An important feature of this digital model is that the artist will continue to participate in the economics of any future secondary transactions (generally at 10 to 20% of the value). This fundamentally transforms a longstanding paradigm in the creative economy, in which creators see only a small fraction of the profits from their work, while distributors take the lion’s share.  The average musician today receives 12-20% of revenues (Source: Citi, 2018).

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This example is meant to show the incredible power of the creator economy, which will be one of the important drivers for African’s future.  Globally, over 50 million people make a living in the creator economy and this number will swell over the coming decade.  These types of fully digital transactions deliver on the promise of internet scale platforms.  We are seeing collectives drive investment and support for projects at an unprecedented scale.  Ideas are being willed into existence by the masses, whether it’s through a Reddit forum that fueled a collective investment in Gamestop or a meme-inspired crypto coin called Dogecoin (is up over 57X in 2021 alone!).  Today, someone sitting in Lagos could have the same access to the power of these platforms as someone sitting in San Francisco. This has profound implications for creators, investors and founders.

Incredible opportunities for creators, in Africa and globally

The 2020 African Youth Survey — based on 4,200 face-to-face interviews of 18- to 24-year-olds — found that over 82% of respondents believed their life would be better in the coming years. and 4 out of 5 indicated they would follow an entrepreneurial path. This part from the survey nails the point: “in a sharp change from the past, most of the youth interviewed no longer looked to government jobs for careers and security but were much keener to go into business on their own behalf.”  When you marry the flattening of opportunities brought about by the new digital economy, with the collective energy, talent, and belief in their future that young Africans have, incredible things can, and will, happen.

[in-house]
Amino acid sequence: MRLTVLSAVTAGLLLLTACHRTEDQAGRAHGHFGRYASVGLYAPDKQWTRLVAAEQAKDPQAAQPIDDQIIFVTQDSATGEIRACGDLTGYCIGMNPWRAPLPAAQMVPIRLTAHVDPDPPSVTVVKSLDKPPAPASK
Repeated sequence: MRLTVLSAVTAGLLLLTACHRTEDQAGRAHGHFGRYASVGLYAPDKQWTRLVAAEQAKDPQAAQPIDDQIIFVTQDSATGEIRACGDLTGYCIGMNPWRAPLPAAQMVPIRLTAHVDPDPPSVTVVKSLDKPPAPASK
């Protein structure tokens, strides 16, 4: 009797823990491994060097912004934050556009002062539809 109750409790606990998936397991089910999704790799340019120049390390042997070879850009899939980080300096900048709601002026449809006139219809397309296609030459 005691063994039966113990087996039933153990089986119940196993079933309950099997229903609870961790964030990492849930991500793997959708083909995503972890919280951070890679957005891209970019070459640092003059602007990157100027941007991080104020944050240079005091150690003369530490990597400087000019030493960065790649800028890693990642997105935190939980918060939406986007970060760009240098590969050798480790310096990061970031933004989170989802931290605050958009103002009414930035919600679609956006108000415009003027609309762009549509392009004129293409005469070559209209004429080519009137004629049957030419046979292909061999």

So, where does this go?

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The creator and the availability of microservices (platforms for discovery, distribution and payment) and creator tools (phones, internet connections, free software) will drive large transfers of value to emerging markets.  It’s precisely the lack of “normal” jobs that will power this opportunity.  Young people will not wait for industrialization (which was the path to prosperity in other regions).  This creator movement will be digital-led and will launch a movement into much more creative and gratifying careers.  Creators and founders like Osinachis or Iyin Aboyeji (founder of Flutterwave and Andela) are providing visible examples of young African builders who define the zeitgeist of an era.  This movement will be among the most powerful force multipliers for people in emerging economies and Africa in particular over the coming decade.  At Raba, we’re deeply inspired by the boundless economic opportunities that this technology creates.  Wasn’t this the original promise of the internet — true democratization of information and opportunity?

Other news and musings...

Amazon.com is expanding in Cape Town by setting up their African headquarters.  While we don’t know the actual number of new jobs (easily in the thousands), we are very excited by this development.  Twitter also recently announced their first African presence in Ghana.  We’ve officially learned about other large tech players focused on setting up their physical presence in the African continent and believe Cape Town will continue to attract more attention and capital.  Stay tuned.

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Founder dinner at Kloof Street House (one of the Raba team’s go-to spots)

While taking necessary precautions, we are continuing to find ways to meet in-person and build our community in Cape Town.  We recently hosted a founders dinner with the goal of fostering relationships in our community, especially after an extended period of isolation.  We plan to host more of these events, COVID permitting.

Photo below from our dinner which included the founders from Aerobotics, Carry1st, Cloudline, CRSP dsgn, FairMoney, Stitch, Klang Games, Lori, and Sweep South.